After several years of increasing deer numbers and the problems, those numbers caused for crops and natural vegetation, the first deer management hunt was conducted in Guthrie County at the Springbrook State Park. The Iowa Department of Natural Resources implemented an intensive study on the impact of the deer herds around the area.
In addition, surrounding communities had expressed their concerns about the number of deer and how they were damaging plants and gardens, along with an increase in the number of deer/vehicle collisions.
Waterloo, Iowa was the first community to institute a controlled hunt within city limits. It was limited to bow hunters and proved to be a success in reducing the number of deer in the area and keeping that number at a manageable level. The number of deer-related complaints subsequentially dropped.
As of January 2017, there were 18 communities and 25 county and state parks with some type of controlled hunting in Iowa. http://www.iowadnr.gov/Hunting/Deer-Hunting/Deer-Management-Hunts Some of the zones include:
For a full list of zones, including season dates, the number of licenses available, type of hunting, and more click here for a list from the Iowa DNR. Some hunts are archery or muzzleloader only, while others include firearms, also. Please make sure you have the correct information before beginning a hunt.
There is a long process to having an urban deer management zone hunt approved. If you feel that your area could benefit from a hunt, please follow the procedure listed here. You'll first have to work with your community representatives to have all the information you need to proceed. Next, you'll have to have city council approval of ordinances. Next, you'll have to provide the request to depredation biologists in your area. Once that is completed, you'll need to submit a letter of intent to the bureau chief of the DNR. After that, you will have to wait for approval from the department commissioners. The entire process can take over a year to complete.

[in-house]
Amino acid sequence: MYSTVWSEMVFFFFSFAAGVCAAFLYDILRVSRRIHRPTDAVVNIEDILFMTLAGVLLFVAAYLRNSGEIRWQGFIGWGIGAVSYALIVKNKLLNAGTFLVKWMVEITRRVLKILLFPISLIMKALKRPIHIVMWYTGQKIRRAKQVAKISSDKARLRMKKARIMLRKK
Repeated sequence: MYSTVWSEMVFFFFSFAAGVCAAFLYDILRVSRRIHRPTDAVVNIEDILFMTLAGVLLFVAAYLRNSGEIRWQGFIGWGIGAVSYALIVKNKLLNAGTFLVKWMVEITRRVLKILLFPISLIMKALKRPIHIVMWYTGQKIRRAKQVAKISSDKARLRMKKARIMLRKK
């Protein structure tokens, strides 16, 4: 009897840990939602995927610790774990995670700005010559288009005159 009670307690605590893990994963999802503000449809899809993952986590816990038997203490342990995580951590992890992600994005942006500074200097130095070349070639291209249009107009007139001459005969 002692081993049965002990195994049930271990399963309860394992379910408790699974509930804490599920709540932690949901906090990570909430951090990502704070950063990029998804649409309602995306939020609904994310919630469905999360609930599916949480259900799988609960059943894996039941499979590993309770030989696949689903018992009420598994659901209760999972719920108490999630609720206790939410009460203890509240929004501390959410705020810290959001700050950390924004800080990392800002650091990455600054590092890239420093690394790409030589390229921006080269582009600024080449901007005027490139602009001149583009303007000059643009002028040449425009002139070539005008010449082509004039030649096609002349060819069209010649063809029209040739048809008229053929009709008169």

In addition to the destruction that large numbers of deer can achieve, there are other reasons for having a deer management hunt. There are several diseases that the Iowa DNR monitors, with the main ones being Chronic Wasting Disease (CWD), Hemorrhagic Disease/Bluetongue (HD), and Bovine Tuberculosis (TB).
CWD is a disease that attacks the brain of infected deer and elk. The animals lose weight, lose bodily functions, and show abnormal behavior. Signs you may see while observing an infected animal includes excessive salivation, listlessness, and drooping ears and head. This disease is always fatal and the Center for Disease Control recommends that hunters avoid eating meat, brain, eyeballs, or spinal cords of an infected deer and to make sure that protective gloves are worn when field dressing an animal. Deer management hunts have been used to help control the spread of the disease by isolating infected areas and reducing deer populations.
Also known as bluetongue, HD is a disease that is spread by a midge, causing high fever in deer and causing the cell walls of the heart, diaphragm, and lungs of an infected animal to burst. Most infected deer die within one to four days of being exposed to HD. Deer management hunts do not have an influence on this disease, as it depends on the number of infected midges in the area.
Bovine Tuberculosis affects the respiratory system, just like the human version. The DNR reports that, as of this writing, there are no reports of TB in Iowa. This disease is monitored, due to its ability to be transferred to livestock. Deer management hunts can help with this disease.
If you choose to take part in a deer management hunt, contact Wendl's Weapons for assistance in the right firearm and ammunition. We can also assist you with getting the correct information regarding the hunts and will help you have a successful time out in the field. We look forward to hearing from you for your deer hunting needs and questions. Contact us today.